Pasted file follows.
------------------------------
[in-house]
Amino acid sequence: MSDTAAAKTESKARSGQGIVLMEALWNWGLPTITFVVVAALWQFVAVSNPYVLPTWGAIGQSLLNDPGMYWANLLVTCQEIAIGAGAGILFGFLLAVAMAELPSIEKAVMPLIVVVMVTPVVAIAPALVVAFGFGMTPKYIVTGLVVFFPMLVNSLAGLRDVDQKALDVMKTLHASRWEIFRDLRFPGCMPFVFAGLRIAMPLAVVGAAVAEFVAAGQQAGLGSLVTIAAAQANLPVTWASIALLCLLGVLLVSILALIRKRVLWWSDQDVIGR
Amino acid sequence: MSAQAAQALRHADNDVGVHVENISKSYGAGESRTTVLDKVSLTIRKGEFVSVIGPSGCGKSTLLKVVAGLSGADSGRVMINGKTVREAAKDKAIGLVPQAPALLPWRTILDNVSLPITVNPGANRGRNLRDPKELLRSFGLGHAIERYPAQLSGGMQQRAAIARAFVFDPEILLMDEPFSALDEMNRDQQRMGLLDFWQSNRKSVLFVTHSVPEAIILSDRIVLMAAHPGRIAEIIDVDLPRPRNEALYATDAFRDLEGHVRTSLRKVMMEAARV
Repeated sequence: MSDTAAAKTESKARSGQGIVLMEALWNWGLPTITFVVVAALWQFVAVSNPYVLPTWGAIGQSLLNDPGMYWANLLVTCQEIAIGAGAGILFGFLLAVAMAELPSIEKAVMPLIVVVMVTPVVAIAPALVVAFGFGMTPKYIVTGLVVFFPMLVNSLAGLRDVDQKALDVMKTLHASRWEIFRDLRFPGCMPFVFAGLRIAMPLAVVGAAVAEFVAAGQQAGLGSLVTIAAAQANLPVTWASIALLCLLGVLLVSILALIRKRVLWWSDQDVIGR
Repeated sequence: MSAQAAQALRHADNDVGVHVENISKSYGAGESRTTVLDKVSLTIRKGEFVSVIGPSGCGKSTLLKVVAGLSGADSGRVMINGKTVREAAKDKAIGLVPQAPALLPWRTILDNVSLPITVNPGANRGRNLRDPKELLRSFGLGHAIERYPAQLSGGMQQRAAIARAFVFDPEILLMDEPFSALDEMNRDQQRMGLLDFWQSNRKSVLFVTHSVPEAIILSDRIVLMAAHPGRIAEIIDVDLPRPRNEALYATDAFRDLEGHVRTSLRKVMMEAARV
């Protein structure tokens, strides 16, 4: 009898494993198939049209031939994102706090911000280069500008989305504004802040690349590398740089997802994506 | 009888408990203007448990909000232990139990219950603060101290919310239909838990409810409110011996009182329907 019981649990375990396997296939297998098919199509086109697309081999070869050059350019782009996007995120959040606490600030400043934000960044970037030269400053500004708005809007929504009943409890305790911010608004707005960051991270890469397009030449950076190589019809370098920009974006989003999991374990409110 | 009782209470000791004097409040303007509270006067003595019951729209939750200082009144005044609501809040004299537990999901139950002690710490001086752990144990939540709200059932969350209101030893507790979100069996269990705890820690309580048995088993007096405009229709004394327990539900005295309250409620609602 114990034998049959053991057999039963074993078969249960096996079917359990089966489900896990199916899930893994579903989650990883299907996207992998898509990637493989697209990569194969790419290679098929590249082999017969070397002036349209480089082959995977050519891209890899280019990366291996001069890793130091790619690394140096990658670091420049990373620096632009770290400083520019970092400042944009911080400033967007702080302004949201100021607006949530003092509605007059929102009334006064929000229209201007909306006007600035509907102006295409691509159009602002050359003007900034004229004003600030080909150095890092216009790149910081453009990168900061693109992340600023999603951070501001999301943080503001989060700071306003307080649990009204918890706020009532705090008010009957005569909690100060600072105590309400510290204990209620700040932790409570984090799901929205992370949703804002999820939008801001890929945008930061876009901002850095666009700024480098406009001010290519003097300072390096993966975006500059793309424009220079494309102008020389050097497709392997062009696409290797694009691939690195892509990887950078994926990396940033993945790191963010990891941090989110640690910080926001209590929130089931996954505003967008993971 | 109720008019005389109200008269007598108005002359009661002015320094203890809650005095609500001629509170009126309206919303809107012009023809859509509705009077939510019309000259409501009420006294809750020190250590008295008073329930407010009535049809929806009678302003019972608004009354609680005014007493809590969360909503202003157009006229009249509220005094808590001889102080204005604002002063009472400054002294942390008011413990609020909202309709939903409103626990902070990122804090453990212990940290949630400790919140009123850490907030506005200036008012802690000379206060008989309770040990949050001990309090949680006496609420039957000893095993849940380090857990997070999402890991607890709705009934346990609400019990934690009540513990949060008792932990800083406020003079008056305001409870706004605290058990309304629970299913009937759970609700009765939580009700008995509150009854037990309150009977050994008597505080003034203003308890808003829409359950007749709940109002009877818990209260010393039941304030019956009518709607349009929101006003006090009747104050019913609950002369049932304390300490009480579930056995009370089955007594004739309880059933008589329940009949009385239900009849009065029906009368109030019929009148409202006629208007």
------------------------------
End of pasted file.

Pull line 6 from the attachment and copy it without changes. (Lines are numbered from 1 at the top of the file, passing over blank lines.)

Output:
């Protein structure tokens, strides 16, 4: 009898494993198939049209031939994102706090911000280069500008989305504004802040690349590398740089997802994506 | 009888408990203007448990909000232990139990219950603060101290919310239909838990409810409110011996009182329907 019981649990375990396997296939297998098919199509086109697309081999070869050059350019782009996007995120959040606490600030400043934000960044970037030269400053500004708005809007929504009943409890305790911010608004707005960051991270890469397009030449950076190589019809370098920009974006989003999991374990409110 | 009782209470000791004097409040303007509270006067003595019951729209939750200082009144005044609501809040004299537990999901139950002690710490001086752990144990939540709200059932969350209101030893507790979100069996269990705890820690309580048995088993007096405009229709004394327990539900005295309250409620609602 114990034998049959053991057999039963074993078969249960096996079917359990089966489900896990199916899930893994579903989650990883299907996207992998898509990637493989697209990569194969790419290679098929590249082999017969070397002036349209480089082959995977050519891209890899280019990366291996001069890793130091790619690394140096990658670091420049990373620096632009770290400083520019970092400042944009911080400033967007702080302004949201100021607006949530003092509605007059929102009334006064929000229209201007909306006007600035509907102006295409691509159009602002050359003007900034004229004003600030080909150095890092216009790149910081453009990168900061693109992340600023999603951070501001999301943080503001989060700071306003307080649990009204918890706020009532705090008010009957005569909690100060600072105590309400510290204990209620700040932790409570984090799901929205992370949703804002999820939008801001890929945008930061876009901002850095666009700024480098406009001010290519003097300072390096993966975006500059793309424009220079494309102008020389050097497709392997062009696409290797694009691939690195892509990887950078994926990396940033993945790191963010990891941090989110640690910080926001209590929130089931996954505003967008993971 | 109720008019005389109200008269007598108005002359009661002015320094203890809650005095609500001629509170009126309206919303809107012009023809859509509705009077939510019309000259409501009420006294809750020190250590008295008073329930407010009535049809929806009678302003019972608004009354609680005014007493809590969360909503202003157009006229009249509220005094808590001889102080204005604002002063009472400054002294942390008011413990609020909202309709939903409103626990902070990122804090453990212990940290949630400790919140009123850490907030506005200036008012802690000379206060008989309770040990949050001990309090949680006496609420039957000893095993849940380090857990997070999402890991607890709705009934346990609400019990934690009540513990949060008792932990800083406020003079008056305001409870706004605290058990309304629970299913009937759970609700009765939580009700008995509150009854037990309150009977050994008597505080003034203003308890808003829409359950007749709940109002009877818990209260010393039941304030019956009518709607349009929101006003006090009747104050019913609950002369049932304390300490009480579930056995009370089955007594004739309880059933008589329940009949009385239900009849009065029906009368109030019929009148409202006629208007």